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USPTO Publishes Three RNAi-Related Patents

Title: microRNA Molecules
Numbers: 7,232,806
Filed: Sept. 27, 2002 PCT Filed: Sept. 27, 2002
Lead Inventor: Thomas Tuschl, Max Planck
“In Caenorhabditis elegans, lin-4 and let-7 encode 22- and 21-nucleotide RNAs, respectively, that function as key regulators of developmental timing,” the patent’s abstract states. “Because the appearance of these short RNAs is regulated during development, they are also referred to as small temporal RNAs. We show that many more 21- and 22-nt expressed RNAs, termed microRNAs, exist in invertebrates and vertebrates, and that some of these novel RNAs, similar to let-7 stRNA, are also highly conserved. This suggests that sequence-specific post-transcriptional regulatory mechanisms mediated by small RNAs are more general than previously appreciated.”

Title: Methods of Modulating IKK-alpha Activity
Numbers: 7,235,654
Filed: Dec. 8, 2003
Lead Inventor: Jun Li, Boehringer Ingelheim
According to the patent’s abstract, the invention comprises a method for “modulating NF-kappa B-dependent gene transcription in a cell comprised of modulating IKK-alpha protein activity in the cell. The … invention also provides siRNA compositions and methods thereof for modulating NF-kappa B-dependent gene transcription.”

Title: Methods of Inhibiting Manganese-Containing Superoxide Dismutase 2 (MnSOD)
Numbers: 7,232,808
Filed: Aug. 1, 2005
Lead Inventor: Douglas Trask, University of Iowa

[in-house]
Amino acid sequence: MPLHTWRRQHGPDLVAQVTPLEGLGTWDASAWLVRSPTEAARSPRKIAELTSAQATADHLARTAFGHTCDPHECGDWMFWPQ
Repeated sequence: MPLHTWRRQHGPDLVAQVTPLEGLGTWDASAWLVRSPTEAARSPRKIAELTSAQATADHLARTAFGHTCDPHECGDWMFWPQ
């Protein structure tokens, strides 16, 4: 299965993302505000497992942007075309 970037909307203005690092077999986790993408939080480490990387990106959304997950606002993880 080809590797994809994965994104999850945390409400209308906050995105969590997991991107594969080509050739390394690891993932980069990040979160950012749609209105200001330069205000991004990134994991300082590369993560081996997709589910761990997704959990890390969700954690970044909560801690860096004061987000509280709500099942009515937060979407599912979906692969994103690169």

The invention “provides RNA molecules, e.g., antisense, RNAi, or siRNA, specific for MnSOD, and further provides methods of reducing expression of MnSOD in cells, e.g., cancer cells.”

The Scan

Pig Organ Transplants Considered

The Wall Street Journal reports that the US Food and Drug Administration may soon allow clinical trials that involve transplanting pig organs into humans.

'Poo-Bank' Proposal

Harvard Medical School researchers suggest people should bank stool samples when they are young to transplant when they later develop age-related diseases.

Spurred to Develop Again

New Scientist reports that researchers may have uncovered why about 60 percent of in vitro fertilization embryos stop developing.

Science Papers Examine Breast Milk Cell Populations, Cerebral Cortex Cellular Diversity, Micronesia Population History

In Science this week: unique cell populations found within breast milk, 100 transcriptionally distinct cell populations uncovered in the cerebral cortex, and more.